It’s a few days before my birthday and my boyfriend forgot.
Not on purpose, he pleaded, “it was an honest mistake!”
I can forgive that.
What hurt me the most wasn’t that my birthday had slipped his mind. No. Rather it was that he was yet another among sooooo many other people who’ve done the same, if not worse.
So, naturally, I gave him hell for it.
Even in my sobbing silence, I was enraged and he knew it. Just didn’t know how deeply affected I was, or even why!
Why… is because he can’t possibly understand the blow of being disowned on a birthday.
Mom called Dad on 18th birthday to remind him about late child support. His backlash, “Bueno Aida, she’s 18 now. She’s no longer my problem.” He hung up before either of us had the chance to respond. Mom looked at me hoping I’d been daydreaming and missed what’d just happened. But the conversation was on speakerphone and his voice – at least what was left of it – was never one to be ignored. Noticing my full awareness, Mom went on, “he’s right, you’ve always been a problem.”
Why… is because he doesn’t know the disappointment of an entire family forgetting birthdays and age
Every year, Mom felt it appropriate to take me on a random shopping spree sometime in June or July. She’d say, “Angela, get whatever you want, this will be your birthday present!” When I was young that was dope and all. One year, I snagged a Barbie Dreamhouse, a Barbie Jeep, and THREE Limited Edition Barbies. Another year, my sights were set on a Sega Dreamcast – so obviously I got that AND four games. It wasn’t until the year that Mom spent nearly $800 at Limited Too that I realized that I didn’t want any of the garbage that was being packed up to take home. I wasn’t satisfied with the one-day-a-year that Mom acknowledged my existence. Wasn’t happy being showered with goodies or an expensive shopping trip when I knew it’d be over sooner than I could get a smile on my face. This year – in June, as a matter of fact – Mom did the same as usual. I came home to a massive bag of H&M apparel, “para tu cumpleaños, que no quiero quedar comprometida.” “for your birthday because I don’t want to deal with the responsibility later.” I revolted, “Mom, my birthday is in September and you don’t have to get me anything. I appreciate the gesture, but I can’t accept this.” Also, neither of my brothers have ever known my birthday – they wouldn’t know my age either if it weren’t for the base guideline that we’re each 7 years apart.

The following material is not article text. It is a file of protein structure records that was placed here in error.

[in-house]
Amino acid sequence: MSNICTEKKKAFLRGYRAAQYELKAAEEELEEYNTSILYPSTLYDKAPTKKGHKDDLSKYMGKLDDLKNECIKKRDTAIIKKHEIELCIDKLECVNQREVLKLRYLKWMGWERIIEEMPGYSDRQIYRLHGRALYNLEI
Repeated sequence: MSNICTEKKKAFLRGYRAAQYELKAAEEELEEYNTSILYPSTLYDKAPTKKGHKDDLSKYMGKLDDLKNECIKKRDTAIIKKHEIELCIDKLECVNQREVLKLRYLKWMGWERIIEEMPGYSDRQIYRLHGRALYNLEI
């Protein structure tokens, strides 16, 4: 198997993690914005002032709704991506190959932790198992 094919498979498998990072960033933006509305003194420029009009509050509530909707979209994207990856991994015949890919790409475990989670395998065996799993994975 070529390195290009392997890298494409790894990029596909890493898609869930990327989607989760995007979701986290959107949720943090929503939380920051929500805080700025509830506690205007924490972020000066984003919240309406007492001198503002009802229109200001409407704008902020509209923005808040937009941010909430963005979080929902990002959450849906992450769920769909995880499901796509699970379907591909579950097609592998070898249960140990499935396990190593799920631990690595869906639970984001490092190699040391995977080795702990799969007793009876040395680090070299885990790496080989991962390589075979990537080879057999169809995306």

Why… is because my birthday has been an afterthought, always.
It’s the reason I’m conflicted about discussing any of this, for fear of being dealt with a pity party. Whenever I tell people I don’t have plans for my birthday it’s probably because it’s what I’m used to and have learned to accept. However, people sympathize and send along happy birthday wishes when reminded by Facebook or take me out for dinner at a restaurant where a birthday dessert is a pro bono option. It’s sweet and I value the formality but it sort of sucks to be put into a situation that is veiled as rescue.
WHY… is because birthdays are a big fucking deal not for the basic Hallmark Card reasons
but rather because a birthday is a triumph. It is a FEAT to get through a year of life, especially as an adult – maybe I’m projecting on that last part. Birthdays ought to be celebrated, life ought to be honored. What’s the point in waiting until post-life to exhibit ones adoration for another. No! Commend someone’s accomplishments whether big or small. Make a person feel as special as possible because life’s tooooooooo short for negi vibes!
The conversation didn’t move along near as swiftly as I’ve managed to write out here. Lots of crying and lots of prying was involved. The crying on my part. The prying on his part. When we felt it was time to eat and well, get on, he closed with, “Angela, I’m really sorry. For what I did, for what you’ve been through, and for not supporting you enough.”
I closed with, “I accept your apology and I’m not sorry. I won’t apologize for expressing my feelings and my experiences. I won’t apologize for being me.”
“That’s fair,” he agreed.
It felt SO GOOD to do this. As a feminist. As an individual. As a work in progress.
An addendum: glad to know that Starbucks doesn’t miss my birthday!